When the listing rules were updated in 2012, ASX took the view that allowing a company to disclose estimates of its complete resource base would provide for a more informed market. This was predicated on ASX having appropriate disclosure requirements in place to minimise the potential for misleading disclosure, including the requirement to include ‘health warnings’ to highlight the types of uncertainty that existed in relation to the realisation and development of estimates of particular resources.
ASX is supportive of the need for periodic reviews and revisions to PRMS to ensure that it remains relevant in the context of evolving technologies and industry developments. ASX considers that the draft revised PRMS includes additional guidance in a number of areas that could provide for greater market integrity of the estimates reported and minimise the potential for investor confusion. A large number of the proposed changes are of a technical nature and will benefit from review and input from appropriately qualified professionals specialising in the evaluation and estimation of petroleum reserves and resources.
However, the most significant change included in the PRMS that warrants consideration by the industry is the proposal that requires the low estimate (1P) of a project to be economic to provide a basis for 1P or proved reserves to exist (and subsequently be reported). This is a significant change in the approach to proved reserves and, if adopted, could potentially require companies to write down their reserves for some projects. ASX has some concerns that such a change could lead to a less informed market, particularly recognising that project decisions are based on the best estimate (P2) being economic.
ASX is planning on making a submission to the SPE on the proposed changes to PRMS, and suggests that oil and gas entities consider the changes and whether there is merit in also making a submission. ASX would welcome the views of oil and gas entities on the proposed changes, in particular, the more conservative approach to proved reserves.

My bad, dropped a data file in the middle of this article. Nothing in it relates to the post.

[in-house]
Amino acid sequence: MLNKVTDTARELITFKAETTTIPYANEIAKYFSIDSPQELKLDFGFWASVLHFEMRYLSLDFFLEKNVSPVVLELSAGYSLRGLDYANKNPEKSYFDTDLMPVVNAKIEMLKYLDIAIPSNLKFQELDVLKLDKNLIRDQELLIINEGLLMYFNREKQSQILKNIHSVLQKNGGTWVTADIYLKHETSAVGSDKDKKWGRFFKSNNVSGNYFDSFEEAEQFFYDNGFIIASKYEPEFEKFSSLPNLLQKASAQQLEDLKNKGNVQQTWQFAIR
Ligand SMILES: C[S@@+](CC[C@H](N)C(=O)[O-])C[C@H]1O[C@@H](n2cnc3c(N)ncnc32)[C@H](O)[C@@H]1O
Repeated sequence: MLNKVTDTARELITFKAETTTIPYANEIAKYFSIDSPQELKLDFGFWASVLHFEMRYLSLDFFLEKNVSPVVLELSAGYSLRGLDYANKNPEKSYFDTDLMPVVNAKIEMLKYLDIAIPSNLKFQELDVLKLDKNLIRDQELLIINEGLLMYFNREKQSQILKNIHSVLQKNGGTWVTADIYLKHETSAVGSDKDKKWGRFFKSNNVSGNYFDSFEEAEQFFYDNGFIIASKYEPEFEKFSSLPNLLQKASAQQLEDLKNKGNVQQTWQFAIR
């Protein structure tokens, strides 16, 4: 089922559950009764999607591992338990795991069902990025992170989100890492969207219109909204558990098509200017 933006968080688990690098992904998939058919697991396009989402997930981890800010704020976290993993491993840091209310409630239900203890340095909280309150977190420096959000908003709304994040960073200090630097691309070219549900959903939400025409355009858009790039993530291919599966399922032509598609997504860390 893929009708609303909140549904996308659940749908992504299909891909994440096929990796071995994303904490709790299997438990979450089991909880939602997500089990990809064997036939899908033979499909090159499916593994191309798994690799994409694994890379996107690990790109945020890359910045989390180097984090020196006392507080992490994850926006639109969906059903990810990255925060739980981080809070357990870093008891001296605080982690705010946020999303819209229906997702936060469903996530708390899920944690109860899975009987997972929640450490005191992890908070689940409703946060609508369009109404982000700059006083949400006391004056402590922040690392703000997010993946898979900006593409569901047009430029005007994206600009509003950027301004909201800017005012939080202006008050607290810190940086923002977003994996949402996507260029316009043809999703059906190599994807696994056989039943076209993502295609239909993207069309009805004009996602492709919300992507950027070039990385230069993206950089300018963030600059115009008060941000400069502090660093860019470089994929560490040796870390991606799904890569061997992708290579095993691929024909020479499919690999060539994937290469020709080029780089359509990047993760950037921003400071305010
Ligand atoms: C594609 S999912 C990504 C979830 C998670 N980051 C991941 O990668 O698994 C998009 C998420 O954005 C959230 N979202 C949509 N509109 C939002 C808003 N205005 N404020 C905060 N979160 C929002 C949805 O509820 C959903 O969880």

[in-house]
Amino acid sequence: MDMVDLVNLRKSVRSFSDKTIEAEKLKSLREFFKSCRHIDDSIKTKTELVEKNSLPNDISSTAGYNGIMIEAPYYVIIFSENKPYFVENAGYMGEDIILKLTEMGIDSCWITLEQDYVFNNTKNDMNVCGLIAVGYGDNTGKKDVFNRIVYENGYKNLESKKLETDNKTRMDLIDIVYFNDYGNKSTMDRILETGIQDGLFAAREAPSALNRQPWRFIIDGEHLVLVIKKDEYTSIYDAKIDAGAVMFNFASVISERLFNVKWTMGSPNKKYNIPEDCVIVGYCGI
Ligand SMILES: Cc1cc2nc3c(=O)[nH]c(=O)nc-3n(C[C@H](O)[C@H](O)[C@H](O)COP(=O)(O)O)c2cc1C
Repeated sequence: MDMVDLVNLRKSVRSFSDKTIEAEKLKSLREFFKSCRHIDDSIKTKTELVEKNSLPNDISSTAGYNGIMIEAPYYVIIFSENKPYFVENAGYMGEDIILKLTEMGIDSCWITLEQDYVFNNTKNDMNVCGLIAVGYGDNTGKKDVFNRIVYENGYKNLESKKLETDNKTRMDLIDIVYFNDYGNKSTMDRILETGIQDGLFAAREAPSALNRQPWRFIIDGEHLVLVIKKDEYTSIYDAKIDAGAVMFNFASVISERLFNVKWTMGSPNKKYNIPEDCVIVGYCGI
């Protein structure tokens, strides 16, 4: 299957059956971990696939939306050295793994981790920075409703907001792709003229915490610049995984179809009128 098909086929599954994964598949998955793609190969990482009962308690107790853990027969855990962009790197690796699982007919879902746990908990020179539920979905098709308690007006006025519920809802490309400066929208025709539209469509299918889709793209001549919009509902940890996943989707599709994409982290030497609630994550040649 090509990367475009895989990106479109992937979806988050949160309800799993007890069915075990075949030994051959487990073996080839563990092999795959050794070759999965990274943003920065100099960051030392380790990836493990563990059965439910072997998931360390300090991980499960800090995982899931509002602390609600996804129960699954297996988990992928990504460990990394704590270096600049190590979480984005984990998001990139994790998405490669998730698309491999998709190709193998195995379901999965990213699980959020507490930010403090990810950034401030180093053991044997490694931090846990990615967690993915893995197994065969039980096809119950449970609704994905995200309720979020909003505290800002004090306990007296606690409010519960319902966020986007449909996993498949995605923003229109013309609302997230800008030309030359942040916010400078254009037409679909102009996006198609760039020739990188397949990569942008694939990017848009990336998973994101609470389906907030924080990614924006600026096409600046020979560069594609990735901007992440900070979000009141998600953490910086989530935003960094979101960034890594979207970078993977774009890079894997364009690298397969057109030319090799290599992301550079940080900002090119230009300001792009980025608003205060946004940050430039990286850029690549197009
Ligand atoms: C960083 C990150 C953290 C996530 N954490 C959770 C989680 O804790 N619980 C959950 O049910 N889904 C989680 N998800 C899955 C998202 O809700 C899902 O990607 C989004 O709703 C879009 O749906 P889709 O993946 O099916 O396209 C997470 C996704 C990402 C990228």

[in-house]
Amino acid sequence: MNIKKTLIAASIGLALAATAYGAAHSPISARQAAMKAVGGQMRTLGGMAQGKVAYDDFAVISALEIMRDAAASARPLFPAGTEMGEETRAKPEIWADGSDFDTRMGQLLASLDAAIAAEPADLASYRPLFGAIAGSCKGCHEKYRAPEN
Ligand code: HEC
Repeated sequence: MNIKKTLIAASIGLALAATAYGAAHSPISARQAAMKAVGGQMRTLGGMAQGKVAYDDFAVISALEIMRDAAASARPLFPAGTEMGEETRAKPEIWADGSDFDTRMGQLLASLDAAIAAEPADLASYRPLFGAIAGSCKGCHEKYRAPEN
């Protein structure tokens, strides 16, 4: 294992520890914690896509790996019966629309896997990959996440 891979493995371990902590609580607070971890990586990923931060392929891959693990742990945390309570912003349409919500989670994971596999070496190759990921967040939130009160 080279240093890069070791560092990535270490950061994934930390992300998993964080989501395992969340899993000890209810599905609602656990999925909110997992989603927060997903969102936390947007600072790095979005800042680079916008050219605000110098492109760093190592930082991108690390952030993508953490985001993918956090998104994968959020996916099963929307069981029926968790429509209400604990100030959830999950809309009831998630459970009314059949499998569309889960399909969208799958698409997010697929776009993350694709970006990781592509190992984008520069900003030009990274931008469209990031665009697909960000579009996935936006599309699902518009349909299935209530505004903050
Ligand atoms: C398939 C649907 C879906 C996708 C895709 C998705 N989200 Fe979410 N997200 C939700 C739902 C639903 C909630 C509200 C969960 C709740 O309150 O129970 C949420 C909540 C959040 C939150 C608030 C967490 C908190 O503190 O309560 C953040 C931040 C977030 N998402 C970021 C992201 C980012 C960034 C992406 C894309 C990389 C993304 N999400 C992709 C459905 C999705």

9. Listed entity market capitalisation on asx.com.au
As foreshadowed in Listed@ASX Update no 08/17 ASX is now publishing the number of shares and market capitalisation of listed entities on the 'company information' pages of the ASX website. The detailed methodology for calculating the number of ordinary securities can be viewed here.
ASX recommends that listed entities check to ensure that their number of shares and market capitalisation displayed is correct.
If you have any queries, please contact your Listings Compliance Adviser.
10. Periodic report due date reminder
Listed entities are reminded of upcoming deadlines for periodic reports:
  • Annual reports, 30 June balance date: Tuesday 31 October 2017
  • Next quarterly reports for mining and commitments test entities: Tuesday 31 October 2017
Listed entities are also reminded that a failure to lodge the relevant documents on time will result in an automatic suspension of the entity's securities (refer to listing rule 17.5).
11. Subscribe to Listed@ASX - Compliance Update
Listed@ASX Compliance Update is a free publication for listed entities and their advisers about ASX rules and requirements. To subscribe, email Listed@ASX or download the free Listed@ASX app from the Apple app store and Google Play.